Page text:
The Relatio was written by a very small group. The strong response by the other bishops of the Synod, who as was pointed out saw that Relatio for the first time after we all saw it, made clear it was not representative of the discussion the first week. Also, the English language translation had a number of significant errors.

The ten summary reports of the small language groups and the concluding Message give a clearer picture of their discussions. Personally I was impressed favorably with the picture of the Synod HH Francis gave in his address to the Synod Fathers at the conclusion.

It will be interesting to see how these reports are used in the next 12 months before the Synod next year.

Re: Synod on the Family [Re: Epiphanius] #408980 10/19/14 01:53 AM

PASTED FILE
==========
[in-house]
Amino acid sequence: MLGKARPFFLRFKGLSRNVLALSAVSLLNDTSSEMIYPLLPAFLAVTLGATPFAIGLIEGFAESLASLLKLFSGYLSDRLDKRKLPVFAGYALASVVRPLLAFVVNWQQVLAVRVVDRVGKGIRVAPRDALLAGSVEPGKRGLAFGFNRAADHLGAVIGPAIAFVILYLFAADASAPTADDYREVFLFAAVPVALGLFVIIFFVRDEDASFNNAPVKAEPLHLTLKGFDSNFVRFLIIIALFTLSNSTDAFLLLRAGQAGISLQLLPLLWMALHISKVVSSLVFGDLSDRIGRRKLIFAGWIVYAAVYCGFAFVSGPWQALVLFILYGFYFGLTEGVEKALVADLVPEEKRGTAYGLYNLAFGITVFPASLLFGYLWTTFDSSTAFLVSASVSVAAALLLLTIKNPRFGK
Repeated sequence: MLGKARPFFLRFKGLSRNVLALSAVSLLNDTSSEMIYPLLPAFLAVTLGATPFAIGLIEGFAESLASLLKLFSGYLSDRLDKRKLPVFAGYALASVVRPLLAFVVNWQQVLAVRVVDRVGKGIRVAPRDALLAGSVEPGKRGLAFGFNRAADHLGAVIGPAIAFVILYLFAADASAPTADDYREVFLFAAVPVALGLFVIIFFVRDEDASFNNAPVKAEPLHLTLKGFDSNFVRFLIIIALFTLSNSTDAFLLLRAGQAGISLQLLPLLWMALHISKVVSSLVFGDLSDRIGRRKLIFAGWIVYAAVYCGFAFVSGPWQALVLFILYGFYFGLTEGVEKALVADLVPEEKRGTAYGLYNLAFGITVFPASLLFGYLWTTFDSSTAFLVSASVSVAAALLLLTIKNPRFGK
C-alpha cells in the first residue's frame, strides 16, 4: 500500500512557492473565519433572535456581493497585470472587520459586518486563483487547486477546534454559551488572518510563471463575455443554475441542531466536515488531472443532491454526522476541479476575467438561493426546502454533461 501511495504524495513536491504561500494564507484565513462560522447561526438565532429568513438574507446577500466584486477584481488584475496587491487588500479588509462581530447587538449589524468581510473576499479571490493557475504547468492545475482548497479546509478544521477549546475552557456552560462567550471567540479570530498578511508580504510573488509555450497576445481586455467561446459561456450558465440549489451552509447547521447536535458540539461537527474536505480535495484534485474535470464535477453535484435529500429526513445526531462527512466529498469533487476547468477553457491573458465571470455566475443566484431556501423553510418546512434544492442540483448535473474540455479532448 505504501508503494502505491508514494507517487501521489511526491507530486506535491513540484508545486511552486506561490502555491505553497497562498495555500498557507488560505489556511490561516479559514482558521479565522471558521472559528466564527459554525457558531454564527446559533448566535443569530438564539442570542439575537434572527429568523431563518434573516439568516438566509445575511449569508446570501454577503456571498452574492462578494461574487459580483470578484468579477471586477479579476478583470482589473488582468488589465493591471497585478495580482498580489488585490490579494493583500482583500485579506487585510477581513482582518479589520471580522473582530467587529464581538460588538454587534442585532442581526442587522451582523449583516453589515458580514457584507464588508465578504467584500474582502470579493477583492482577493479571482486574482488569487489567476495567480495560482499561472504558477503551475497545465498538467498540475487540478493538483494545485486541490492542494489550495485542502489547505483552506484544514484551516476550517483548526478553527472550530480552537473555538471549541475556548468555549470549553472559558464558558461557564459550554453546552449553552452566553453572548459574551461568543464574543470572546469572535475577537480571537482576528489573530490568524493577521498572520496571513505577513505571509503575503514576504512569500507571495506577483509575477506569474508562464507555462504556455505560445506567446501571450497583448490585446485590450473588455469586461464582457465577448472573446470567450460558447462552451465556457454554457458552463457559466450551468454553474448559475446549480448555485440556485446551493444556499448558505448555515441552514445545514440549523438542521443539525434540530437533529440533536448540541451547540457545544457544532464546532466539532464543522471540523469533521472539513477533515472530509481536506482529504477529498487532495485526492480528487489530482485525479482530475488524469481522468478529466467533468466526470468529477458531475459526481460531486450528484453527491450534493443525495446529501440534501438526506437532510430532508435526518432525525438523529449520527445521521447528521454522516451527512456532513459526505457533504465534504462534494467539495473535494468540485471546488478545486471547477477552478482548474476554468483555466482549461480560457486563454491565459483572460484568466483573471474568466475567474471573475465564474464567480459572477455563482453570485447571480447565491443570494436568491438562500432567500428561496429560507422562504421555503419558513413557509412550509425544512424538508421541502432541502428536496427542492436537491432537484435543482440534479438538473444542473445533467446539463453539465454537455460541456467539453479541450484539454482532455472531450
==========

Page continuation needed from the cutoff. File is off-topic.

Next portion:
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Originally Posted by Epiphanius
Originally Posted by Talon
Originally Posted by JBenedict
Originally Posted by Talon
Courage has always had two thumbs up from the Church and always will.

Which is what makes it signifigant that [the leader of Courage has stated]
Quote
I am most concerned for the people who are part of the Courage apostolate. They trust that what the Church teaches on homosexuality is true. They are striving with God’s grace to live that teaching, amid other voices — including their own families — telling them to live another way and find a partner.

They look at this language with dismay, concern and some pain. They count on the voice of the Church to keep them strong and reassure them that the choices they have made are true. The Church gives them strength to persevere.

I also think about our EnCourage parents and their struggle to trust what the Church teaches is true, when there are many other voices in the legislature and judiciary that want to normalize same-sex unions.

And I sympathize with his concern - to a degree. Those of weaker faith are more easily manipulated than those with stronger faith, and we are all our brothers' keeper to some extent in life. So, we should all be concerned...a LITTLE bit.